Yet this earth-sprung figure, too, can be as disconnected as any of Howard's socially awkward protagonists. Historical evangelism would be his calling if he really were the missionary he likens himself to, but since he's a gentleman farmer who reads a lot in his spare time, it's a bee in his bonnet. "I've written articles that didn't get further than the county papers," he admits. "I rented a hall in London to speak from, but nobody came to listen." He praises the attendance of his latest lecture by deprecating his previous try: "There was an audience of one . . . We waited till five-thirty, then we adjourned the lecture and both went to the pub." His non-antiquarian hobbies are solitary, unsurprisingly outdoorsy ones like hiking and climbing; where Stand-In (1937)'s Atterbury Dodd never quite falls under the spell of the silver screen, Colpeper has actively scathing things to say about the popular modern pastime of "sit[ting] back in an armchair and watch[ing] the world go by in front of you." He's marked as an outsider in broader ways as well, the kind which once again leave me feeling I'm behind on my theory. It is not difficult to read Colpeper as a queer character. He never married, he lives with his mother; he conforms almost parodically to what [personal profile] ethelmay has usefully termed the wink-wink definition of a "woman-hater." Not only does he exist without romantic attachments or history—even the parallel, ambiguously lesbian supporting character who lives with her sister has a story about a man who once asked to marry her—he has no place for women in his life even when they're land girls assigned by the Agricultural Committee, like Sheila Sim's Alison Smith. One of his first lines is a casual condemnation of "talkative women," which is pretty rich coming from a man who accidentally a seminar almost every time he opens his mouth. He drives off the girls from the soldiers stationed in his village as vehemently as if he were vying with them for more than the men's intellectual attention. He was played by a queer actor. And yet his difference goes deeper than not liking women or monopolizing the company of men: he does not love any human thing. He loves things made by humans—roads, coins, cathedrals—the material persistence of the past. He loves the continuity of human inhabitation and tradition: "Isn't the house you were born in the most interesting house in the world for you? Don't you want to know how your father lived, and his father?" Like Howard's Passer-By with his London panorama, he draws meaningful connections between the diverse backgrounds and professions from which his beloved pilgrims came and the civilian lives of his soldierly audience. But even in Chaucer's day there is no especial person who attracts his devotion more than does this communal idea of connecting across the centuries, and though he strikes conversational sparks with both Dennis Price's Peter Gibbs and John Sweet's Bob Johnson, there is definitely no one in the present day. All of his passion goes toward time and the land; his frustration stems from his failure to get other people (he assumes men) to feel the same way, which is why his miracle involves the discovery that some of them already do (and aren't necessarily male).5 And among the many, many reasons I treasure this movie, a major one is that Colpeper's rapprochement with the modern, human world is not accomplished by romance. The cloud-watching scene, in which he invites Alison to share his hitherto private appreciation of the same hillside where she once spent "thirteen perfect days" with her fiancé before the war, is one of the best moments of nonsexual intimacy I have ever seen in a film. The two characters are joined through something they both love, but they don't love—at least not romantically, erotically—each other. It will not last, at least not as an exclusive bond between the two of them and the Pilgrims' Road. Knowledge of Colpeper's sticky nocturnal tricks will disrupt their daytime communion; Alison's shot-down fiancé will return as miraculously as the crew of BOAC Flight 777-A never did and other pilgrims will come to the Colpeper Institute to learn how their fathers (and mothers) lived. Transient, contingent, unrecapturable, it remains one of the most transcendent moments in the movie. I can't think of a more flat-footed way to demystify it than the suggestion that the lonely land girl and the awkward amateur historian merely fell in love.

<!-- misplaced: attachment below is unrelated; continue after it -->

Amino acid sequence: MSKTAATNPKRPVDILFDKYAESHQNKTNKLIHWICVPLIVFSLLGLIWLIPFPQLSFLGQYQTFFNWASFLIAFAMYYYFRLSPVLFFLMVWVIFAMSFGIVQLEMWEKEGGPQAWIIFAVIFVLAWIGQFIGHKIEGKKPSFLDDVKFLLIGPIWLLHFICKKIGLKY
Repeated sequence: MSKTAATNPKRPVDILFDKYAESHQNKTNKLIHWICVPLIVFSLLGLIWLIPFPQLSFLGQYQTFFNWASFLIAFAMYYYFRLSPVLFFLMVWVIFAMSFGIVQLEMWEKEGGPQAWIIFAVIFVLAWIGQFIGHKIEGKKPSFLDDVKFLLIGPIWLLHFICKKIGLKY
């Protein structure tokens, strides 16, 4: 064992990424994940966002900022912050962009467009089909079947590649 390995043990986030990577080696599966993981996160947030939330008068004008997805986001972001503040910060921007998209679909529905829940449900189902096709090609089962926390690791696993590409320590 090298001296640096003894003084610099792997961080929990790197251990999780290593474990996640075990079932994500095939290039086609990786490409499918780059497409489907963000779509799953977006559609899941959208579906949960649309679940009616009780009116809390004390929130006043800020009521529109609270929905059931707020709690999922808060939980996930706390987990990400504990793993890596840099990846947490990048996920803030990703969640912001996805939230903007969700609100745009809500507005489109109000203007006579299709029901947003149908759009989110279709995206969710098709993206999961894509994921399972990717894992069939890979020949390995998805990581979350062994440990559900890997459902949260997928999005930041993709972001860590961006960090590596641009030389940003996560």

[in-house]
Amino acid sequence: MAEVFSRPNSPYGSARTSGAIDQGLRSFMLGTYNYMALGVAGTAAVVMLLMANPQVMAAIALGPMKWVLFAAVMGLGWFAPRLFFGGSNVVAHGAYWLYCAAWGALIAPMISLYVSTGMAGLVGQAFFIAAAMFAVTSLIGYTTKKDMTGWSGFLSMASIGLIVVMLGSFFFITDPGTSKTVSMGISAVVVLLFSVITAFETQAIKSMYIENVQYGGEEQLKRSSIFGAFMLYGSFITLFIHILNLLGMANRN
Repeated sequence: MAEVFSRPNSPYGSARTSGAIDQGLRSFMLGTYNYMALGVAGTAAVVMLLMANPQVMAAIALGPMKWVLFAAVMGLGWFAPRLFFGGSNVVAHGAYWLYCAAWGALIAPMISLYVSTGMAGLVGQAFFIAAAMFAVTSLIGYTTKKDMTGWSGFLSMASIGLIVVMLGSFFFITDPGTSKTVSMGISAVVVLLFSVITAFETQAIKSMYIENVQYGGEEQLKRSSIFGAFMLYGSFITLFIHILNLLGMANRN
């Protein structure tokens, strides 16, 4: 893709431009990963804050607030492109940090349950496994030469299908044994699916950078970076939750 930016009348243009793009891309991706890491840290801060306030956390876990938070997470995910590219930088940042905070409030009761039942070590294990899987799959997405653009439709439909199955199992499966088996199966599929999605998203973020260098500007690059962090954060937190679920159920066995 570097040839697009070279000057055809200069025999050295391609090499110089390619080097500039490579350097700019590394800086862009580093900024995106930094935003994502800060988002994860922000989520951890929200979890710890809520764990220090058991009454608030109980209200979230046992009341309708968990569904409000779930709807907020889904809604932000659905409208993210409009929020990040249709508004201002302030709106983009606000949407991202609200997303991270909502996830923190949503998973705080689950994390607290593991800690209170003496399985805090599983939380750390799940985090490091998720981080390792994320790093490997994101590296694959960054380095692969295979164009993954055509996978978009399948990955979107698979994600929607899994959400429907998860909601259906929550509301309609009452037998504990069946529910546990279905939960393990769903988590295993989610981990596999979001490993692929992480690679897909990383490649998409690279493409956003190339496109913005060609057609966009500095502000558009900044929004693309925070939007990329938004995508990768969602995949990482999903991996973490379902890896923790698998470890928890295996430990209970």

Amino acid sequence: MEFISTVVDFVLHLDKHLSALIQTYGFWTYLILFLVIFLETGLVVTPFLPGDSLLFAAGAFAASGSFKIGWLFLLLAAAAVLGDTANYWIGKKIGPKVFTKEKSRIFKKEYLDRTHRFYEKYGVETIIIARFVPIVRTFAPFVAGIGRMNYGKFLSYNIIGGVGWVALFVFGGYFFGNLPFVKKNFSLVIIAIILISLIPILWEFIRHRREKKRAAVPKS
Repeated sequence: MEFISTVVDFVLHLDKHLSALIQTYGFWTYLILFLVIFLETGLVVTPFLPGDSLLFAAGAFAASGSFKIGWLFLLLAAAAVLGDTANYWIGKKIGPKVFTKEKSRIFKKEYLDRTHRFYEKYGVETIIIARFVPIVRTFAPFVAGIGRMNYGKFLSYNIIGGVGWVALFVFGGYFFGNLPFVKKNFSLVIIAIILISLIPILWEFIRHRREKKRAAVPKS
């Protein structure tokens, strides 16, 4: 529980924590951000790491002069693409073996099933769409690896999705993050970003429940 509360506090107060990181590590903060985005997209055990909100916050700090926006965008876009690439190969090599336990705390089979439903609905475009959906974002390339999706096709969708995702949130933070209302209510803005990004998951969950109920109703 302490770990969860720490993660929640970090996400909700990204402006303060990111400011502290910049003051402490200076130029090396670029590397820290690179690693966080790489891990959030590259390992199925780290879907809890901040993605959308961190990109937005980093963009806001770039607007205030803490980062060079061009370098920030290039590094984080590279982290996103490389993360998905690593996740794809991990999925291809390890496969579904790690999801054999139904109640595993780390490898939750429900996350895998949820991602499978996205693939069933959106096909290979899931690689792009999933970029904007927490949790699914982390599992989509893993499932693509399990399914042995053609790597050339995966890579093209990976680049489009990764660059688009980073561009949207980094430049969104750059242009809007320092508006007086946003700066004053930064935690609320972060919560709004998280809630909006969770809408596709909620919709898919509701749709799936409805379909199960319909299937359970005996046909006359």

The available evidence on Leslie Howard is ridiculously straight. The list of ladies he liaised with includes one marriage, one long-term extramarital partner, and a healthy subset of his female co-stars. His characters, however, for all that he was legitimately typed as a romantic star, were less often ladykillers than they were unexpectedly love-slain—at least three off the top of my head experience the first romantic stirrings of their lives within the runtimes of their movies, knocking them off course for the better even if they don't quite know what to do with it at first. This is, I admit, exactly the pattern that I celebrate A Canterbury Tale for avoiding. It's a very old fallback, it goes back to stereotypes of intelligence and geekery, of people who live too much in their heads and not enough in their bodies, the assignment of not quite complete humanity to people who would rather spend time contemplating medieval coins or classical statues than making whoopee and the most conventional way of humanizing these kinds of characters is to have them fall in love; it gets up my nose, but what can you do except write alternate narratives? None of Howard's films do, quite, but here again their foregrounding of eccentricity functions for me as a saving grace. Why wouldn't you start to love a person for their ability to learn languages faster than you can teach them, or take down a letter by memory while fixing their makeup, or see through your secret identity and bargain with it as no one else ever has before? Howard's Higgins boasts of the fabled beauty of "American millionairesses" leaving him cold, but he has a harder time ignoring Wendy Hiller's Eliza when she demonstrates a better ear than her teacher ("Continental dialects, African dialects, Hottentot clicks—things it took me years to get hold of and she picks them up like a shot, right away, as if she'd been at it all her life"). Horatio Smith could go toe-to-toe with Colpeper for donnish misogyny when he clears his class of female students ("Greek women, moreover, were condemned to habitual seclusion—an admirable practice which unfortunately is not followed in this university") before inviting the male remainder onto his latest rescue mission, but a collision with Mary Morris' Ludmilla resets all of his assumptions of the risks women are capable of running. The mind clicks first, then the body. Joan Blondell's Lester Plum makes the equation explicit when she takes Atterbury Dodd to task for his number-crunching detachment: